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dc.contributor.authorMwale, Kelly Kezala
dc.date.accessioned2011-06-09T14:56:49Z
dc.date.available2011-06-09T14:56:49Z
dc.date.issued2011-06-09
dc.identifier.urihttp://dspace.unza.zm/handle/123456789/482
dc.description.abstractThe purpose of the study was to investigate the effectiveness of resource centres in providing Continuing Professional Development to high school teachers in the Copperbelt Province.Major concerns have been expressed by various stakeholders that not enough has been done in enhancing and strengthening the concept of Continuing Professional Development among high school teachers. The Teacher Resource Centres that are supposed to be custodians of In-service Training of Teachers(INSET) now Continuing Professional Development (CPD) are perceived not to have done enough. The establishment of Teacher Resource Centres throughout the country was meant to help upgrade the skills and competencies of teachers at both basic and high school levels. These Continuing Professional Development activities that should be on-going include School Programme of In-service for the Term (SPRINT), Demonstrate, Observe, Discuss and Implement (DODIS) and Subject Meeting at the Resource Centre (SMARC).A purposive sample of 8 teacher resource centres and 12 high schools giving the study a number of 84 respondents was selected.Data were collected by way of questionnaires, interviews and Focus Group Discussions. The major informants were the following: Headteachers, Heads of Department, Teachers and Resource Centre Coordinators.The results of the study revealed that Teacher Resource Centres were not effectively providing Continuing Professional Development (CPD) activities among high school teachers. The findings further revealed that the Continuing Professional Development activities such as School Programme of In-service for the Term (SPRINT), Demonstrate, Observe, Discuss and Implement (DODIS) and Subject Meeting at the Resource Centre (SMARC) were almost non-existent in high schools despite clustering them with basic schools.Generally, the findings indicated lack of commitment both by the coordinators in Resource Centres and school administrators. Further revelations by the study indicate that little or no effort has been given to school - based workshops, seminars, professional meetings and conferences. Additionally,constant monitoring of CPD activities was not given prominence by Resource Centre Coordinators hence the glaring lapses in the actual implementation of Continuing Professional Development programmes.Further analysis of both quantitative and qualitative data revealed that there was lack of significant advocacy and sensitisation on the difference between Continuing Professional Development activities and In-service Teacher Education tenable at colleges of education and universities. In view of the research findings, recommendations were made. Teacher Resource Centres ought to enhance advocacy and sensitisation of Continuing Professional Development activities. Pedagogical competences and skills would be strengthened at high school level if Teacher Resource Centres played their expected role of providing Continuing Professional Development to teachers. The study has also shown that school administrators did not apportion equal weight to Continuing Professional Development as they did with sporting activities. There is need to give both areas equal attention.en_US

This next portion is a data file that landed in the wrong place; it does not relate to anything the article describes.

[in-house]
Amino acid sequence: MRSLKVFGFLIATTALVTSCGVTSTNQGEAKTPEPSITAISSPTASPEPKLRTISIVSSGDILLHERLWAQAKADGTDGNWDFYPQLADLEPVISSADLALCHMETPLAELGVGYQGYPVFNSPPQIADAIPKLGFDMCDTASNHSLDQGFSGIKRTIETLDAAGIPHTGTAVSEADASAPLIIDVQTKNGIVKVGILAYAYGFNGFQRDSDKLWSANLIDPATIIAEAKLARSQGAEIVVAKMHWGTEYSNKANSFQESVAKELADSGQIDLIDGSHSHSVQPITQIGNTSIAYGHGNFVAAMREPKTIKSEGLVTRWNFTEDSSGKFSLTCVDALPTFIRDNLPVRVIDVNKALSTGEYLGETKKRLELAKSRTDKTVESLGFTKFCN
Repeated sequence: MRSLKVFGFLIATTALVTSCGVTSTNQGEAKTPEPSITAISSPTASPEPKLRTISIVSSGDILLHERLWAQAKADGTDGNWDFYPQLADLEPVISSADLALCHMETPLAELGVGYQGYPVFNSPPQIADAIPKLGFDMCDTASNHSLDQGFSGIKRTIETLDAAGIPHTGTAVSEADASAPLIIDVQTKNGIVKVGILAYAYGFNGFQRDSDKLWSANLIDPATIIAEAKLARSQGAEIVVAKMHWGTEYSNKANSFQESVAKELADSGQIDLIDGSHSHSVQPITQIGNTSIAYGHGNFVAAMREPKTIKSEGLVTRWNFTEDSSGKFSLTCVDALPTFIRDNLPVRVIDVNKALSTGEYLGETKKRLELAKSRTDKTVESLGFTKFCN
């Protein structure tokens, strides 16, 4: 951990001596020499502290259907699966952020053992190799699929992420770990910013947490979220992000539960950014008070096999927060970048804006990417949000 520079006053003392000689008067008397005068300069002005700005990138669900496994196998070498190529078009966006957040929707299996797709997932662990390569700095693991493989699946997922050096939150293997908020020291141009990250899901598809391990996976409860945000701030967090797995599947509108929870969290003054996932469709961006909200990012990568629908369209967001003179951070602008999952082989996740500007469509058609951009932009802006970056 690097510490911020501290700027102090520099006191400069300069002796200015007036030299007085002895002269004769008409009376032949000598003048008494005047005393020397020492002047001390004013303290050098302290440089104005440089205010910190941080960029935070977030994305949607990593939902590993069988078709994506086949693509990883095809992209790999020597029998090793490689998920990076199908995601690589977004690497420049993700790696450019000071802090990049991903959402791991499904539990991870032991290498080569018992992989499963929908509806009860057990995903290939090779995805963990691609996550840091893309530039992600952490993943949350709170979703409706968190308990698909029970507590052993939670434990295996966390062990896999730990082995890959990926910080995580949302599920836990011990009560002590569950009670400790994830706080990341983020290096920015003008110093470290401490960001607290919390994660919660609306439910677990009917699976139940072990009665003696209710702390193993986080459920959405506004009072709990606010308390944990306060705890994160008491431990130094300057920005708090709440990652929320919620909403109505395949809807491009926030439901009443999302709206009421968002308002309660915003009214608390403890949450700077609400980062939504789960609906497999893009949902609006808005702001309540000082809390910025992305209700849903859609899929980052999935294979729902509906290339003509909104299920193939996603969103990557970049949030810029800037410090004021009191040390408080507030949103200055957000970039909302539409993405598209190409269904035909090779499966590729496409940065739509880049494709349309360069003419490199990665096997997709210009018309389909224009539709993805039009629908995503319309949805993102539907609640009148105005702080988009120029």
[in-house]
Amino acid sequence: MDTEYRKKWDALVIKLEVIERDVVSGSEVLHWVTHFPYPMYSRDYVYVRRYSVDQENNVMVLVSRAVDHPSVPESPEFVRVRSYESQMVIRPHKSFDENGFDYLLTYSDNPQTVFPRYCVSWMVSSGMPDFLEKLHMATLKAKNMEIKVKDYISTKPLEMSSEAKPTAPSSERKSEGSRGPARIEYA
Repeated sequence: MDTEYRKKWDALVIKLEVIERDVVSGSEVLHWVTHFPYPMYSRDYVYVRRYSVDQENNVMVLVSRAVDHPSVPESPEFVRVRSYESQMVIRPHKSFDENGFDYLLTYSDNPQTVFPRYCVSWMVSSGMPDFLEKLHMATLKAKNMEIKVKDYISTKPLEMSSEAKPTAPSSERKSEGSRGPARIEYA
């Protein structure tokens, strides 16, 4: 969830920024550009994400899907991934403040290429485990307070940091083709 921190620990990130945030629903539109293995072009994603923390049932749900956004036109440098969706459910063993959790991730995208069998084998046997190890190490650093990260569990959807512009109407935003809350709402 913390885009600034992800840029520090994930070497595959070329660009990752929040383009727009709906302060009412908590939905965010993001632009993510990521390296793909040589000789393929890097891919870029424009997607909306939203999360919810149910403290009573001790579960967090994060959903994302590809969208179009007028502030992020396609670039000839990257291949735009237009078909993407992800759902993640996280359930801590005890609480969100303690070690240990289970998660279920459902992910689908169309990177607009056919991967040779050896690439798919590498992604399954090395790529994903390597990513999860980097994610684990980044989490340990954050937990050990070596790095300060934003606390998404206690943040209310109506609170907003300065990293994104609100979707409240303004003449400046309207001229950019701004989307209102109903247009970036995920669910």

dc.language.isoenen_US
dc.subjectProfessional education -- Copperbelt provinceen_US
dc.subjectResource programs (education) -- Copperbelt provinceen_US
dc.titleProvision of continuing professional development by resource centres in selected high schools of the Copperbelt provinceen_US
dc.typeThesisen_US


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